The UK is braced for heavy rain and snow as strong winds lash much of the country causing widespread flooding.
Heavy rain and snow is forecast north of the border on Thursday morning, with 2cm to 5cm likely for many parts and up to 20cm on the highest ground, the Met Office said.
A yellow "be aware" weather warning for snow kicked in just after midnight for the Scottish Highlands, Western Isles, Grampian, Strathclyde and Central, Tayside and Fife regions.
The warning, which covers the morning rush hour and is valid until 1pm on Thursday, warns that some roads and railways are likely to be affected, with possible longer journey times for road, bus and train services.
Meanwhile a yellow weather warning of heavy rain was in force for southern Scotland, northern England and Wales until 9am on Thursday.
Highways England closed the A14 in Suffolk in both directions between junction 56 and 57 and Lancaster City Council opened an emergency centre as a result of heavy rainfall.
Ireland was badly hit as flash floods wreaked significant damage in Mountmellick on Wednesday as torrents of water ran through the town and poured into multiple properties.
Laois County Council triggered an emergency plan, evacuating many residents to nearby hotels.
Civil Defence and Fire Service crews were involved in the relief efforts.
Forecasters warned that spray and flooding on roads will make journey times longer while bus and train services are also likely to be affected.
Strong winds were also forecast south of the border for the early hours of Thursday.
In Wales forecasters also warned of 70mph winds through Wednesday night as weather warnings continue.
The Met Office issued a yellow weather warning for the whole of Wales for Thursday.
On Wednesday night, several roads were closed in north Wales due to localised flooding and Plas Arthur Leisure centre in Llangefni was opened as a shelter for any person stranded due to the floods.
North Wales Police tweeted: "Our officers are dealing with numerous reports of localised flooding across our roads in Gwynedd and Anglesey this evening. Please avoid travelling where possible, essential travel only."
Officers based at Bangor and Bethesda reported severe flooding in parts of Caernarfon and Y Felinheli, while parts of Llangefni town centre were flooded after the River Cefni burst its banks.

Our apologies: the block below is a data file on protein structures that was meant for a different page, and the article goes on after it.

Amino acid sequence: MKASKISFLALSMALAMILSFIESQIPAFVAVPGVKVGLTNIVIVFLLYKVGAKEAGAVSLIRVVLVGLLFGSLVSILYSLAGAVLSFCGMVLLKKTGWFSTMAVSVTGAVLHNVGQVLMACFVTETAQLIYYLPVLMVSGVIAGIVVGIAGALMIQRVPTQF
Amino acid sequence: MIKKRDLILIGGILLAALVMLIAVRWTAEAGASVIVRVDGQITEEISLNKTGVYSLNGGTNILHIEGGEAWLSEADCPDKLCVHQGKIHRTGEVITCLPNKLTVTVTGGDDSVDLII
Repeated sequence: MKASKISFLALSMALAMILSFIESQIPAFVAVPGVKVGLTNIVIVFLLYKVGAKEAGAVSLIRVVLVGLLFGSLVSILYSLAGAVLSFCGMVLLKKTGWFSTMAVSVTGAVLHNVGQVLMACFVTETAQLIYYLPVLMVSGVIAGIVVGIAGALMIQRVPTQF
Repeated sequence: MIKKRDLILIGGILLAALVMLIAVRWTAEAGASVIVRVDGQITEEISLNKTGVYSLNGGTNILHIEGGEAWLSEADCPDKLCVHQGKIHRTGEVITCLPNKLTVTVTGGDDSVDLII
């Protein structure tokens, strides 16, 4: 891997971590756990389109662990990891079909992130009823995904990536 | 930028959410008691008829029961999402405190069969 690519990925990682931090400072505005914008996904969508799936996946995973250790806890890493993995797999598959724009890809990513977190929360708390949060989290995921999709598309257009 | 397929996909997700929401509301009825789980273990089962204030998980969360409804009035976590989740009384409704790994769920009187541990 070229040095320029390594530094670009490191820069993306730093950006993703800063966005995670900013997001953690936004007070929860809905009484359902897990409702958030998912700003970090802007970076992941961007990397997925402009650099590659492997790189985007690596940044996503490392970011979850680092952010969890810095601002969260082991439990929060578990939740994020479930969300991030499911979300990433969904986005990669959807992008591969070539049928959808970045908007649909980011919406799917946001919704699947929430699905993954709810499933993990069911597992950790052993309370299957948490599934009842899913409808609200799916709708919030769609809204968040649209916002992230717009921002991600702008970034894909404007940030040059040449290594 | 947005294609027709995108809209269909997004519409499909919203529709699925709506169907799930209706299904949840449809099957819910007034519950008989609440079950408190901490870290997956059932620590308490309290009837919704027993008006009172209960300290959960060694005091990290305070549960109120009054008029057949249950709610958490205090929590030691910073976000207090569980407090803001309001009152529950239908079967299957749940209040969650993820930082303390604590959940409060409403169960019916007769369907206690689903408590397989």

Natural Resources Wales, meanwhile, issued 13 flood alerts which mainly applied to the north-west of the country.
Met Office spokeswoman Nicola Maxey said: "Snow is forecast for northern Scotland and this could potentially affect travel in the area.
"Outside that area snow is not going to be an issue, it's more likely to be heavy rain."
In the Highlands rail passengers faced disruption after three landslips following heavy rain forced the cancellation of some services.
Train services from Inverness to Kyle of Lochalsh and Wick were affected, with the line blocked between the Highland capital and Beauly.
The Scottish Environment Protection Agency (Sepa) has issued flood alerts for Dumfries and Galloway and the Borders.
South of the border there are a number of flood warnings in force, mostly in north west England, and dozens more flood alerts.
Sheena Engineer, national duty flood manager at the Environment Agency, added: "Heavy, persistent rain is expected across northern England on Wednesday and into Thursday. This brings of a risk of localised flooding, particularly across high ground in Cumbria.
"Environment Agency staff are out on the ground, checking flood defences and clearing debris from rivers. Preparations include installing a temporary barrier at Braithwaite, near Keswick.
"We will issue flood alerts and warnings where necessary. People should check their flood risk online and keep up to date with the latest situation at: https://flood-warning-information.service.gov.uk/."